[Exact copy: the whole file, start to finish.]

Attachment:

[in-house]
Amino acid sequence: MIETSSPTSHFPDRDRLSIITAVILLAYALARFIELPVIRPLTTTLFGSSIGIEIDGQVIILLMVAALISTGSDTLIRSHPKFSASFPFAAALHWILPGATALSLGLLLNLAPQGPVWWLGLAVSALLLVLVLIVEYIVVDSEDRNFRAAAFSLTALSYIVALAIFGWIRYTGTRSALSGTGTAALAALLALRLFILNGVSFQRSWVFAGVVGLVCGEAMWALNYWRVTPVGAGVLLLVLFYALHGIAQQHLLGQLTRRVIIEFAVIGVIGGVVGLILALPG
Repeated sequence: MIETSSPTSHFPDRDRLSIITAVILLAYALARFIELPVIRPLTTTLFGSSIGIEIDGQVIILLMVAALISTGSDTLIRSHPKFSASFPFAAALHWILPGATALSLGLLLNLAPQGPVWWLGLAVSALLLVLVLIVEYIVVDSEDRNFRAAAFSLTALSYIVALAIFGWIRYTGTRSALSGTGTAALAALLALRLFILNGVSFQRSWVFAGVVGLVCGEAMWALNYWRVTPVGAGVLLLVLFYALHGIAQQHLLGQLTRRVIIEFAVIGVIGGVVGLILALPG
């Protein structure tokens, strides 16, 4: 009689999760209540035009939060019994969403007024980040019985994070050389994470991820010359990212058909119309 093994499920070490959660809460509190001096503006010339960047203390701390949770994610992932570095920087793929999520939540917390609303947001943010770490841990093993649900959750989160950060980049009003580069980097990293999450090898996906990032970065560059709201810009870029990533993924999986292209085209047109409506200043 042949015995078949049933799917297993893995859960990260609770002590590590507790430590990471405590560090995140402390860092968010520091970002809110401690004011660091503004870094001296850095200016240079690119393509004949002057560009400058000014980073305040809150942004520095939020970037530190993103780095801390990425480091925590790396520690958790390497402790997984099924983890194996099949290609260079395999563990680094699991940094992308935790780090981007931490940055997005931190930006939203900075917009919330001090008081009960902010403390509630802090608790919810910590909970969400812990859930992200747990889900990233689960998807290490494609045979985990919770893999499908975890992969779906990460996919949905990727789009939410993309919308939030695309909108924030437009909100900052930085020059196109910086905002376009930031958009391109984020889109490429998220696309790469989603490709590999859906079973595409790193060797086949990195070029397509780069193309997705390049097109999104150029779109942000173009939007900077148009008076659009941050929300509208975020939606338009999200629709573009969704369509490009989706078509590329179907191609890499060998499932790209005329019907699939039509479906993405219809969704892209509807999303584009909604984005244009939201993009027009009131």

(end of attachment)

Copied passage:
[in-house]
Amino acid sequence: MIETSSPTSHFPDRDRLSIITAVILLAYALARFIELPVIRPLTTTLFGSSIGIEIDGQVIILLMVAALISTGSDTLIRSHPKFSASFPFAAALHWILPGATALSLGLLLNLAPQGPVWWLGLAVSALLLVLVLIVEYIVVDSEDRNFRAAAFSLTALSYIVALAIFGWIRYTGTRSALSGTGTAALAALLALRLFILNGVSFQRSWVFAGVVGLVCGEAMWALNYWRVTPVGAGVLLLVLFYALHGIAQQHLLGQLTRRVIIEFAVIGVIGGVVGLILALPG
Repeated sequence: MIETSSPTSHFPDRDRLSIITAVILLAYALARFIELPVIRPLTTTLFGSSIGIEIDGQVIILLMVAALISTGSDTLIRSHPKFSASFPFAAALHWILPGATALSLGLLLNLAPQGPVWWLGLAVSALLLVLVLIVEYIVVDSEDRNFRAAAFSLTALSYIVALAIFGWIRYTGTRSALSGTGTAALAALLALRLFILNGVSFQRSWVFAGVVGLVCGEAMWALNYWRVTPVGAGVLLLVLFYALHGIAQQHLLGQLTRRVIIEFAVIGVIGGVVGLILALPG
């Protein structure tokens, strides 16, 4: 009689999760209540035009939060019994969403007024980040019985994070050389994470991820010359990212058909119309 093994499920070490959660809460509190001096503006010339960047203390701390949770994610992932570095920087793929999520939540917390609303947001943010770490841990093993649900959750989160950060980049009003580069980097990293999450090898996906990032970065560059709201810009870029990533993924999986292209085209047109409506200043 042949015995078949049933799917297993893995859960990260609770002590590590507790430590990471405590560090995140402390860092968010520091970002809110401690004011660091503004870094001296850095200016240079690119393509004949002057560009400058000014980073305040809150942004520095939020970037530190993103780095801390990425480091925590790396520690958790390497402790997984099924983890194996099949290609260079395999563990680094699991940094992308935790780090981007931490940055997005931190930006939203900075917009919330001090008081009960902010403390509630802090608790919810910590909970969400812990859930992200747990889900990233689960998807290490494609045979985990919770893999499908975890992969779906990460996919949905990727789009939410993309919308939030695309909108924030437009909100900052930085020059196109910086905002376009930031958009391109984020889109490429998220696309790469989603490709590999859906079973595409790193060797086949990195070029397509780069193309997705390049097109999104150029779109942000173009939007900077148009008076659009941050929300509208975020939606338009999200629709573009969704369509490009989706078509590329179907191609890499060998499932790209005329019907699939039509479906993405219809969704892209509807999303584009909604984005244009939201993009027009009131």